White Sox

Sox Drawer: For starters, Peavy will... Sale won't

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Sox Drawer: For starters, Peavy will... Sale won't

Thursday, Feb. 17, 2011
Posted 9:05 p.m.

By Chuck Garfien
CSNChicago.com

Glendale, Ariz. - When Jake Peavy arrived for his physical Thursday at Camelback Ranch a towering figure hovered a few feet away, anxiously hoping the doctors wouldnt find any snags in the comeback of his 55 million dollar pitcher.

Fortunately for White Sox GM Kenny Williams, Peavy received a clean bill of health, and Day One of White Sox spring training was underway.

Peavy went to his locker and spoke to the media about patience, a word that had never existed in the mans vocabulary until reality struck his body like a lightning bolt last July when the former Cy Young winner tore the lat muscle in the back of his shoulder - a clean rip off the bone.

His season over. His career? Still to be determined.

And yet there was Peavy taking the mound, throwing 40 pitches to catcher A.J. Pierzynski, a session Peavy described as free and easy, and added, Were going ahead and feel like Im one of the guys.

Good sign. And then came another.

WATCH: Thornton wants to close

Chris Sale is going to be in the bullpen. That was Williams, around five minutes into his media session, announcing that Sale (the perceived Peavy insurance policy), would not be needed in the rotation after all.

Why the quick and sudden turnaround? Heres one reason:

I wanted three lefties (in the bullpen) because there are a few players in the division that get on my nerves, and Im tired of watching them run around the bases, Williams said.

Oh, you mean Joe Mauer, Justin Morneau, and Shin-Soo Choo? Got it.

And heres the other reason: The Sox are quietly and cautiously optimistic that Peavy will be able to return sooner rather than later. Williams even mentioned the possibility of Peavy taking the mound when his first start comes up April 10th... if things went his way.

But considering the severity of the injury and the Sox priority to be very cautious with him, Peavy will more than likely miss the first month of the season (2 or 3 starts), and hopefully be ready by May.

It's our job to make sure that competitive nature doesn't get the best of him, and get him to point where he's doing something more premature than he should," Williams said. "We will watch him closely and be very cautious dealing with him as I explained to him today. Whenever he gets out there we want him at 100 percent. We don't want him to start at 80 percent and then stay at 80 percent because he hasn't given himself that extra three weeks or a month."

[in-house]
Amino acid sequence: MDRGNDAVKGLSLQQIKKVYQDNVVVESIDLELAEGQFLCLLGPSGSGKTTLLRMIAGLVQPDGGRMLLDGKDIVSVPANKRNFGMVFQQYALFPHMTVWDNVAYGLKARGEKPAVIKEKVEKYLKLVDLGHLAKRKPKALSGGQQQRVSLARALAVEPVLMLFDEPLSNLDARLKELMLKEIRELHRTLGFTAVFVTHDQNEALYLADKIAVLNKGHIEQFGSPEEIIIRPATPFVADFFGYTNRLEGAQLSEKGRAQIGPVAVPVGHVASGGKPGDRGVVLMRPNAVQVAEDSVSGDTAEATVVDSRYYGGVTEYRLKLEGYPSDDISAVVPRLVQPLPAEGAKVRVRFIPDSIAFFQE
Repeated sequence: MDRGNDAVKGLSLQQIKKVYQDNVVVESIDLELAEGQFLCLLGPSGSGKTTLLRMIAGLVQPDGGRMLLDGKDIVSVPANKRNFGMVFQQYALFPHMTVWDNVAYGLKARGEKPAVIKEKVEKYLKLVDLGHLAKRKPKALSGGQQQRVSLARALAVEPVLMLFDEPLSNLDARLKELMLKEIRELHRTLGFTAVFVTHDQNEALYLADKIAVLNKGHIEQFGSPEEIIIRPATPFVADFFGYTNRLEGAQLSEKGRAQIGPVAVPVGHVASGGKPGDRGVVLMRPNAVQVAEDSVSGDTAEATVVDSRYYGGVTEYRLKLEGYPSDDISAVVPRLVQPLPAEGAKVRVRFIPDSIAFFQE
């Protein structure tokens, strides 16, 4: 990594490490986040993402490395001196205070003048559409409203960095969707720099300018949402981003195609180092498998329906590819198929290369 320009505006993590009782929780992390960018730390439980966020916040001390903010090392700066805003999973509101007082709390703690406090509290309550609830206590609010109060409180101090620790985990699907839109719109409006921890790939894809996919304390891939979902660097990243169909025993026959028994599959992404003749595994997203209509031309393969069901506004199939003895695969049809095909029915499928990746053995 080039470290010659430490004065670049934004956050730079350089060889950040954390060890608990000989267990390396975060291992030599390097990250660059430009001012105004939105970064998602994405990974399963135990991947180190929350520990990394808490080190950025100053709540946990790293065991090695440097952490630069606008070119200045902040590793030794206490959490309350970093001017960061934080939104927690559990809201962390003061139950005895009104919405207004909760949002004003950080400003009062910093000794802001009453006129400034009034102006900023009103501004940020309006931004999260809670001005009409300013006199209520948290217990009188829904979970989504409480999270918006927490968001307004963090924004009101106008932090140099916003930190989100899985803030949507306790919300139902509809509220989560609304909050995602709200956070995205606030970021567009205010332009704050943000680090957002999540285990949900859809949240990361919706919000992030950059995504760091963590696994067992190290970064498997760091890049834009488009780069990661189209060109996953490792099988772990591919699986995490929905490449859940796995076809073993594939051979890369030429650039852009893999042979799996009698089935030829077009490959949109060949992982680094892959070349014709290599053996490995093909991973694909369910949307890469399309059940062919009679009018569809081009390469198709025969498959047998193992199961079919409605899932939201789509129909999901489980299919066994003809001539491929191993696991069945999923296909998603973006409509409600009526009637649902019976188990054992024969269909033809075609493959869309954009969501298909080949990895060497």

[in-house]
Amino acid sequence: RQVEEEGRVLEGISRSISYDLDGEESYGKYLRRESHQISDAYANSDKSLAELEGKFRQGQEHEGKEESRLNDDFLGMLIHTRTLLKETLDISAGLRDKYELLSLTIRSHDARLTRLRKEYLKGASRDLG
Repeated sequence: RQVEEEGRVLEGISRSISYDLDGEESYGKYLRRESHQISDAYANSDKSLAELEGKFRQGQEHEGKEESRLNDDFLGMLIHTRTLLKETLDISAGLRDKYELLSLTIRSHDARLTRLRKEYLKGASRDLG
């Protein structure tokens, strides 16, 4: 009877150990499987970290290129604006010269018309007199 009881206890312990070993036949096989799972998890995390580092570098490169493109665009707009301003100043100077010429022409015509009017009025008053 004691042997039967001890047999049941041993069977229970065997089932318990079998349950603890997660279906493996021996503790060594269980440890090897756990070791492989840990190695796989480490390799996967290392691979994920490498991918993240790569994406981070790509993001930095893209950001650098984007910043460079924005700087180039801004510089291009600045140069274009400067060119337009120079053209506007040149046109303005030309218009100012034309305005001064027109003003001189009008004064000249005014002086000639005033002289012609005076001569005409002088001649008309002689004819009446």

Williams cautioned that there could be some blips along the way in Peavys recovery.

"That's obviously not what you want to hear, but I'm going to listen to my body, Peavy said. At the same time, I'm going to push it as hard as I can push it to get back out there. But at the same time, I have to be honest with myself and the staff. I'm excited. I really don't think I'm going to be that far behind."

For a competitor like Peavy, talking over and over again about injuries and not victories has burned the fire inside him even more. But it's also changed his perspective about his baseball career.

"The last few years have been tough for me," Peavy admitted. "To be healthy for eight years in your career and never miss any significant time, and then be traded and miss all the time that I've missed here, it's been frustrating. But at the same time, I have a greater appreciation to be here, to play the game and be healthy when you are healthy."

So White Sox fans, keep your fingers crossed, and believe in the power of healing.

"I have a lot of motivation to get back out there and play, and be who I can be."

He's not close. But closer.

Chuck Garfien hosts White Sox Pregame and Postgame Live on Comcast SportsNet with former Sox sluggers Frank Thomas and Bill Melton. Follow Chuck @ChuckGarfien on Twitter for up-to-the-minute Sox news and views.

Reynaldo Lopez is changing his place in the White Sox rebuild: 'When I'm on the mound, I'm the best and I don't care about the rest'

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USA TODAY

Reynaldo Lopez is changing his place in the White Sox rebuild: 'When I'm on the mound, I'm the best and I don't care about the rest'

Rebuilds are full of surprises.

Fans can pencil in any names they want into their 2020 lineups, but there’s almost no one who’s going to have a 100-percent success rate when it comes to predicting exactly what the next contending White Sox team will look like.

Reynaldo Lopez carried plenty of hype when he was acquired from the Washington Nationals in the Adam Eaton deal prior following the 2016 season. He had a high prospect ranking before he was called up last summer. He hasn’t materialized out of nowhere.

But with names like Lucas Giolito, Michael Kopech, Alec Hansen, Carlos Rodon and others to compete with for one of those coveted rotation spots of the future, was anyone going to use the term “ace” to describe Lopez?